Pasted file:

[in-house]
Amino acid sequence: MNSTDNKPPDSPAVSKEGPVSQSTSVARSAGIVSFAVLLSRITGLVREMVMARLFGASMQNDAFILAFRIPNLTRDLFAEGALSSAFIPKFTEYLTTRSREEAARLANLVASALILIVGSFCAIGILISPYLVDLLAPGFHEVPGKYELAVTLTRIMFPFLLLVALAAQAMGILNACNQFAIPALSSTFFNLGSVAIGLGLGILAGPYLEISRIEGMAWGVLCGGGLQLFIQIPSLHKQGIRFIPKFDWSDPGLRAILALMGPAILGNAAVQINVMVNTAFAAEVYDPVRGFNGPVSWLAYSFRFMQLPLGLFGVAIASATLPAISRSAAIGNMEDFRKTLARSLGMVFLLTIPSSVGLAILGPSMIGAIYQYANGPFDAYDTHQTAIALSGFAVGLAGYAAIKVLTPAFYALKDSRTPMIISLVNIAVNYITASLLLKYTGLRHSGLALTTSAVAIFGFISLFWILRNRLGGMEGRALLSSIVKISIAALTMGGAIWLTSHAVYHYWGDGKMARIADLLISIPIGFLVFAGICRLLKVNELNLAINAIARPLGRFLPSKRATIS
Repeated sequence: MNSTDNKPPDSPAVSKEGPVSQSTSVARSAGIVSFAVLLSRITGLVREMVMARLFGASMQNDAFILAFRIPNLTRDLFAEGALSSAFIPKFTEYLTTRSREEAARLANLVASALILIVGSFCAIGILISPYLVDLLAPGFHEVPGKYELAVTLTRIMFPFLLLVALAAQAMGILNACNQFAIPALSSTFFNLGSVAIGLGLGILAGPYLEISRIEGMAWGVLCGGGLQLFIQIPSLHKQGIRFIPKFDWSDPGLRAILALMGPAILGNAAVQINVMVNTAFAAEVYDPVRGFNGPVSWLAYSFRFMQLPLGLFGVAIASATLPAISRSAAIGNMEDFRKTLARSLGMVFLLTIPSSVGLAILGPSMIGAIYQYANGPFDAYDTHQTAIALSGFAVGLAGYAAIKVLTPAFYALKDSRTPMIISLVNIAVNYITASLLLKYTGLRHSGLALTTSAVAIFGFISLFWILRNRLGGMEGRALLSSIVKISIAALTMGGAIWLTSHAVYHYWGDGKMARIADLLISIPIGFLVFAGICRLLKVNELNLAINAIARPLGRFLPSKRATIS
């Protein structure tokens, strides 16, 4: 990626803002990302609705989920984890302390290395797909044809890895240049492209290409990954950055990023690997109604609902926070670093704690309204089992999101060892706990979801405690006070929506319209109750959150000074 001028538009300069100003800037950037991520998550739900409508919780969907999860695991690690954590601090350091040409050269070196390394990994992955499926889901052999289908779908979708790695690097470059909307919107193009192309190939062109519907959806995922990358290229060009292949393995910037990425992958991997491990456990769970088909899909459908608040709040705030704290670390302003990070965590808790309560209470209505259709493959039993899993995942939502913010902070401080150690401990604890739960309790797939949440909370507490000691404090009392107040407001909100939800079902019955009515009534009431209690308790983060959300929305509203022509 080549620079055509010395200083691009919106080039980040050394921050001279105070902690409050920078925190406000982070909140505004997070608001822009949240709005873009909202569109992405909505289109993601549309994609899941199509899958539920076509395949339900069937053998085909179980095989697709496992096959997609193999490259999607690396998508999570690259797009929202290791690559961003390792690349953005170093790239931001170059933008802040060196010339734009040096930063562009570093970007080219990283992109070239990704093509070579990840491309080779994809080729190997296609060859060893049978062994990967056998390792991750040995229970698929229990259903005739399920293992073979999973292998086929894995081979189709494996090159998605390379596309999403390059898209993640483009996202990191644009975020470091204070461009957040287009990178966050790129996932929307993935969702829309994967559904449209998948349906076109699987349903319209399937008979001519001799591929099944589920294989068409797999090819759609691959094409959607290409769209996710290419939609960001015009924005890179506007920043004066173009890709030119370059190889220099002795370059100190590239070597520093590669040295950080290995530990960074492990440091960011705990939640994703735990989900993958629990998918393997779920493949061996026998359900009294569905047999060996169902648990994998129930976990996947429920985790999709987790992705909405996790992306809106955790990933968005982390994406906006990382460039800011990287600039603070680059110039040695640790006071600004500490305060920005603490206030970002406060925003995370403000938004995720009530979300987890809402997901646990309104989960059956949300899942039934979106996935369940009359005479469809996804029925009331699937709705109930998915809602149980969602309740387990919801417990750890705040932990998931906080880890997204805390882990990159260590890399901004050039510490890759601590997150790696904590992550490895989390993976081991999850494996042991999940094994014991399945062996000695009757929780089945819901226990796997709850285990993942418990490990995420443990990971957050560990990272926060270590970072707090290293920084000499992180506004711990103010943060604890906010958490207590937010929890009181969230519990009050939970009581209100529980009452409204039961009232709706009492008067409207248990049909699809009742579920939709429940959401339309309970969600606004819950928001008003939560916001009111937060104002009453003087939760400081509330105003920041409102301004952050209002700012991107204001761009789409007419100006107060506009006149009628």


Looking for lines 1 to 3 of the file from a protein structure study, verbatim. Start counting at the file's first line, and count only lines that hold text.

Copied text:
[in-house]
Amino acid sequence: MNSTDNKPPDSPAVSKEGPVSQSTSVARSAGIVSFAVLLSRITGLVREMVMARLFGASMQNDAFILAFRIPNLTRDLFAEGALSSAFIPKFTEYLTTRSREEAARLANLVASALILIVGSFCAIGILISPYLVDLLAPGFHEVPGKYELAVTLTRIMFPFLLLVALAAQAMGILNACNQFAIPALSSTFFNLGSVAIGLGLGILAGPYLEISRIEGMAWGVLCGGGLQLFIQIPSLHKQGIRFIPKFDWSDPGLRAILALMGPAILGNAAVQINVMVNTAFAAEVYDPVRGFNGPVSWLAYSFRFMQLPLGLFGVAIASATLPAISRSAAIGNMEDFRKTLARSLGMVFLLTIPSSVGLAILGPSMIGAIYQYANGPFDAYDTHQTAIALSGFAVGLAGYAAIKVLTPAFYALKDSRTPMIISLVNIAVNYITASLLLKYTGLRHSGLALTTSAVAIFGFISLFWILRNRLGGMEGRALLSSIVKISIAALTMGGAIWLTSHAVYHYWGDGKMARIADLLISIPIGFLVFAGICRLLKVNELNLAINAIARPLGRFLPSKRATIS
Repeated sequence: MNSTDNKPPDSPAVSKEGPVSQSTSVARSAGIVSFAVLLSRITGLVREMVMARLFGASMQNDAFILAFRIPNLTRDLFAEGALSSAFIPKFTEYLTTRSREEAARLANLVASALILIVGSFCAIGILISPYLVDLLAPGFHEVPGKYELAVTLTRIMFPFLLLVALAAQAMGILNACNQFAIPALSSTFFNLGSVAIGLGLGILAGPYLEISRIEGMAWGVLCGGGLQLFIQIPSLHKQGIRFIPKFDWSDPGLRAILALMGPAILGNAAVQINVMVNTAFAAEVYDPVRGFNGPVSWLAYSFRFMQLPLGLFGVAIASATLPAISRSAAIGNMEDFRKTLARSLGMVFLLTIPSSVGLAILGPSMIGAIYQYANGPFDAYDTHQTAIALSGFAVGLAGYAAIKVLTPAFYALKDSRTPMIISLVNIAVNYITASLLLKYTGLRHSGLALTTSAVAIFGFISLFWILRNRLGGMEGRALLSSIVKISIAALTMGGAIWLTSHAVYHYWGDGKMARIADLLISIPIGFLVFAGICRLLKVNELNLAINAIARPLGRFLPSKRATIS